By offering consultation through regular team meetings and individual supervisory calls, ZERO TO THREE creates a chain of support and enables a parallel process in which a national entity supports local professionals, local professionals support parents/caregivers, and parents/caregivers support infants and young children. Technical assistance includes opportunities for SBCTs to reflect on the family story, hold the infant or young child in mind, and explore team members’ thoughts and feelings about families. When SBCTs take this time to reflect, they can individualize interventions to suit families’ cultures, strengths, and needs. They also are better able to understand factors associated with successes, regressions, and barriers and interact intentionally with families, rather than respond in a reactive manner.
In the absence of reflective practice, SBCTs are not aware of what they do not know and consequently do not seek new knowledge. It can be difficult to find time to attend trainings in the midst of schedules that are full of hearings, meetings, and administrative tasks. It may take vulnerability to recognize a need for training and support. Nonetheless, prioritizing time to receive new training, support, and reflective supervision/consultation facilitates the well-being of all SBCT members.
Understanding the Impact of the Work
Evaluation is a fundamental type of reflection, reflection-on-action (Schön, 1983), which allows for progress monitoring and continuous quality improvement. Reflective SBCTs are open to exploring why their work is or is not going well, and they come together to seek innovative responses, rather than maintaining the status quo or becoming stuck in a cycle of blame. When possible, ruptures in relationships are recognized and repaired. It can be humbling and overwhelming to acknowledge the life-altering impact that SBCTs have on infants, young children, and their families. A reflective SBCT appreciates the monumental impact that each team member has. Knowing that effective work is achieved when the time for intentional reflective practice is valued, SBCT members support each other in continuous quality improvements to support infants, young children, and their families.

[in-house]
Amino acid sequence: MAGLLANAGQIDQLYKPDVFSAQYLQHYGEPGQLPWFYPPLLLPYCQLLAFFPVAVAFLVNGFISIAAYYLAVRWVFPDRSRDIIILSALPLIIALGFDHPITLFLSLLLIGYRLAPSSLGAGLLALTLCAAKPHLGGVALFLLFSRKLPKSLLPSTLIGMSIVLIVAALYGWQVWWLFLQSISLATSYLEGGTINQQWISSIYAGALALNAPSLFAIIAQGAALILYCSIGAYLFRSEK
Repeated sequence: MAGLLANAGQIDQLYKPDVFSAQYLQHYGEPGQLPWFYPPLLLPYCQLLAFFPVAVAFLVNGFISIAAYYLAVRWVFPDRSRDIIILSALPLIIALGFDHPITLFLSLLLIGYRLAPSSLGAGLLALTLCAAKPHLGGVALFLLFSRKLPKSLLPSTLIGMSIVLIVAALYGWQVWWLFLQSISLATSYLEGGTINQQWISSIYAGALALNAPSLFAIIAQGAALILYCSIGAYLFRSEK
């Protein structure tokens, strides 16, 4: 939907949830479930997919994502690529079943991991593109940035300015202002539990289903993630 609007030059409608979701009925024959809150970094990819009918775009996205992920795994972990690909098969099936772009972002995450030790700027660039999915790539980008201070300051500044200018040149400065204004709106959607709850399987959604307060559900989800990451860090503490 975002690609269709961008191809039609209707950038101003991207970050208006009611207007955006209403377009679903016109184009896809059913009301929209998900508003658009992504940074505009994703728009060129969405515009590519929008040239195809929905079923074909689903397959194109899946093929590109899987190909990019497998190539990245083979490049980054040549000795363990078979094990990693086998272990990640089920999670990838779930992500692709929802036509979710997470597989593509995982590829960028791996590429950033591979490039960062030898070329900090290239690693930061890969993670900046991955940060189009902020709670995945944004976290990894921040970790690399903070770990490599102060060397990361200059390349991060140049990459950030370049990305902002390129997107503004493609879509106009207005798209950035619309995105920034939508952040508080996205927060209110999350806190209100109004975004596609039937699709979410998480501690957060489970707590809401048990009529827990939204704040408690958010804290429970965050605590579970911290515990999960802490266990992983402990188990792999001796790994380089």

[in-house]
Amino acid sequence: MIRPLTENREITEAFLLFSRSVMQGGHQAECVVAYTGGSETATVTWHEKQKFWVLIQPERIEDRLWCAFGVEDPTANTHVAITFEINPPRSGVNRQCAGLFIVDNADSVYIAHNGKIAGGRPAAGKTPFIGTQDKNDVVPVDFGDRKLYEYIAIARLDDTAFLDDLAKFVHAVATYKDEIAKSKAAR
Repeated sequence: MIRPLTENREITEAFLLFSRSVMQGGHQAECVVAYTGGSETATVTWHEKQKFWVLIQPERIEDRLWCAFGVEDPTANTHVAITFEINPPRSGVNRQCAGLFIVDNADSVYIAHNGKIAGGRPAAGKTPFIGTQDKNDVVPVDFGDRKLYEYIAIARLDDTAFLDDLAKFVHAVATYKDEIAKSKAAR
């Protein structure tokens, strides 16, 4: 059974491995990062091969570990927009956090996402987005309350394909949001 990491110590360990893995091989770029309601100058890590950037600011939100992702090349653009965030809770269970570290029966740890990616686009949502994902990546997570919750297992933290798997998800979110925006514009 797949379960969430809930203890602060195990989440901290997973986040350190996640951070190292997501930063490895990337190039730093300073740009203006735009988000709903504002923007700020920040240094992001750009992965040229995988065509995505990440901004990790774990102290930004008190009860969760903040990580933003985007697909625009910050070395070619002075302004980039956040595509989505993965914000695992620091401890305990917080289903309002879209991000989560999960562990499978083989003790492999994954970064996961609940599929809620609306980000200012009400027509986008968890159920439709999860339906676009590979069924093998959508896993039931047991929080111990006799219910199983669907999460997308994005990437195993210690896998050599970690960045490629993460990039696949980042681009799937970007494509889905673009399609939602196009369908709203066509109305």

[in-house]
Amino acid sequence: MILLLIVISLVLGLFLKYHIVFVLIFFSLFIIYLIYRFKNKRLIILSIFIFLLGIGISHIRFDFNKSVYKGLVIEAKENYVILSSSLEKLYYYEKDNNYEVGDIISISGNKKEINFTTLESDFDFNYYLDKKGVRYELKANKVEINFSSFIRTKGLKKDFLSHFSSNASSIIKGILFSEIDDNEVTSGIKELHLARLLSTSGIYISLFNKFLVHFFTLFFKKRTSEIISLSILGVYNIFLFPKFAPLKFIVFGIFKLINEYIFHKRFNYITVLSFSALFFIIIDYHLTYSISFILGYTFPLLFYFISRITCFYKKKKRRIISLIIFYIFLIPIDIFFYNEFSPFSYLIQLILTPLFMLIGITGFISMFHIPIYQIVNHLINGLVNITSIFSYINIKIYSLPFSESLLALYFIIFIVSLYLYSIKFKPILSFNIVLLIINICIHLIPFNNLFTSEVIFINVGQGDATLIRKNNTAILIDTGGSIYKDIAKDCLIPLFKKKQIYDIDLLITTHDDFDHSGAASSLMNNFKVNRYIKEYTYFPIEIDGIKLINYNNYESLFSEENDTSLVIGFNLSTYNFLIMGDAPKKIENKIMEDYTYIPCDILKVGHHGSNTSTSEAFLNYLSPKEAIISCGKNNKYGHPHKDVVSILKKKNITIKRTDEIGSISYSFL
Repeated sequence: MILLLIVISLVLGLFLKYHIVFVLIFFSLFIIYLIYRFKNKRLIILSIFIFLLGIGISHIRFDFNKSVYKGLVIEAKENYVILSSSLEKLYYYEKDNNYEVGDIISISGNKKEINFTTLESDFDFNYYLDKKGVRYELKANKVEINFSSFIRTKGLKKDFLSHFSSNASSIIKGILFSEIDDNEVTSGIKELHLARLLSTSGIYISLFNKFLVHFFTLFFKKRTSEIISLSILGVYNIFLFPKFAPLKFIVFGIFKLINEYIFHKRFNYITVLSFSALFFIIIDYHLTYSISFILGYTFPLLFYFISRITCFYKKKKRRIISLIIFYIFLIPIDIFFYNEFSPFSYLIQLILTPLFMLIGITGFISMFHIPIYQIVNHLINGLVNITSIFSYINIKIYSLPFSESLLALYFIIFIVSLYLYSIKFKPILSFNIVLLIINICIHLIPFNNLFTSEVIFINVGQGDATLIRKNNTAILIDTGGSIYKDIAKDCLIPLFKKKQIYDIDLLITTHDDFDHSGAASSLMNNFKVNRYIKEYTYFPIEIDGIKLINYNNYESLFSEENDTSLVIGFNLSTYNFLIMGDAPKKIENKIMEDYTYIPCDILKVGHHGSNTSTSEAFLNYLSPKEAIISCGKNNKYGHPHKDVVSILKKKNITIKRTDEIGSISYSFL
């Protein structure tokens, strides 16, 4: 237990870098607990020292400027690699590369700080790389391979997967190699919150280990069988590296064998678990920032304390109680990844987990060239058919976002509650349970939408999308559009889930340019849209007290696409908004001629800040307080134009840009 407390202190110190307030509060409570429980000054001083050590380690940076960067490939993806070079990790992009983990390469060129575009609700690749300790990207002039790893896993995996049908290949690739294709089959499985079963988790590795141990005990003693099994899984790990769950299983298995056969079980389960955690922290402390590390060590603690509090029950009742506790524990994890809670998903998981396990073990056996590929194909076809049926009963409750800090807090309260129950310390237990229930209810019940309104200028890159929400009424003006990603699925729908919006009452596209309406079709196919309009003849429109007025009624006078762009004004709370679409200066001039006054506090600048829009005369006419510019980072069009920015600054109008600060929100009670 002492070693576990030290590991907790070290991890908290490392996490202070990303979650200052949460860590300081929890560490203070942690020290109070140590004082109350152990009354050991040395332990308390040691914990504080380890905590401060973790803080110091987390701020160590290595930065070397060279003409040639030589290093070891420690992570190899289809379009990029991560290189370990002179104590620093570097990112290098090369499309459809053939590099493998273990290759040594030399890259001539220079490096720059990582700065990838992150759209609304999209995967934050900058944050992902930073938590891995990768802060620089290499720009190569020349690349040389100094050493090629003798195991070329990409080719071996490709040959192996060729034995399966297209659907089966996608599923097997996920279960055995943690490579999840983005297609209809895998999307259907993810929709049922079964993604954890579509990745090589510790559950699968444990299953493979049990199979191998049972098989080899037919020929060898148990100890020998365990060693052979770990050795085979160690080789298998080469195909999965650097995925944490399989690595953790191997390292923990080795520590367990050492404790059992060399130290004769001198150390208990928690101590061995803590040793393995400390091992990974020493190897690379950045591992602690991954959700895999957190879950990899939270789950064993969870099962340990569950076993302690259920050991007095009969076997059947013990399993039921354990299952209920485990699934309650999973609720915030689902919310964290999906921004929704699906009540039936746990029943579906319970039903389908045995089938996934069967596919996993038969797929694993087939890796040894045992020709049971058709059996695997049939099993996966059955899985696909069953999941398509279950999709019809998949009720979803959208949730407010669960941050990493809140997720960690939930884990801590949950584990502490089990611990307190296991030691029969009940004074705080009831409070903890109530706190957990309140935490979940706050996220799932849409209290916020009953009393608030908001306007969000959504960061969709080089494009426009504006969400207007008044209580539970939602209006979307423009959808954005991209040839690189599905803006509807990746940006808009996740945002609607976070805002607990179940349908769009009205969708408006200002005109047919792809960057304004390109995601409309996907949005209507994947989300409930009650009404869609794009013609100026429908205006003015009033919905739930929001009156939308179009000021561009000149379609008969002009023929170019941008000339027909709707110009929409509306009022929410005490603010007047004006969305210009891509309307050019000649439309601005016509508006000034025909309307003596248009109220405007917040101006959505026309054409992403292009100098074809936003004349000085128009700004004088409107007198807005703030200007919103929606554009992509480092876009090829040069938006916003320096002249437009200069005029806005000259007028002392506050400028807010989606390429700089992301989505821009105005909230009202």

The SBCT approach was developed to use evidence-based practices to meet the specific needs of infants, young children, and their families. Ideally, the safe, sensitive, caring, and responsive interactions among SBCT members are replicated through parallel process, with the judge supporting the SBCT members, the SBCT members supporting parents and caregivers, and the parents and caregivers fostering safe and secure parent–child relationships in support of infants and young children. This SBCT parallel process is the epitome of Jeree Pawl and Maria St. John’s (1998) famous quote from their book, “How We Are Is As Important As What We Do.” Ironically, a central paradox of SBCT work is that the intentional slowing down involved in reflective practice supports the goal of speedier exits for infants and young children being served by SBCTs (Casanueva et al., 2017). With this evidence-based approach and reflective practice in mind across ZERO TO THREE’s (2016) SBCT 12 core components, parents are less likely to maltreat their infants and young children (Casanueva et al., 2017), thereby providing more nurturing parenting and ultimately breaking the transgenerational cycle of abuse and neglect.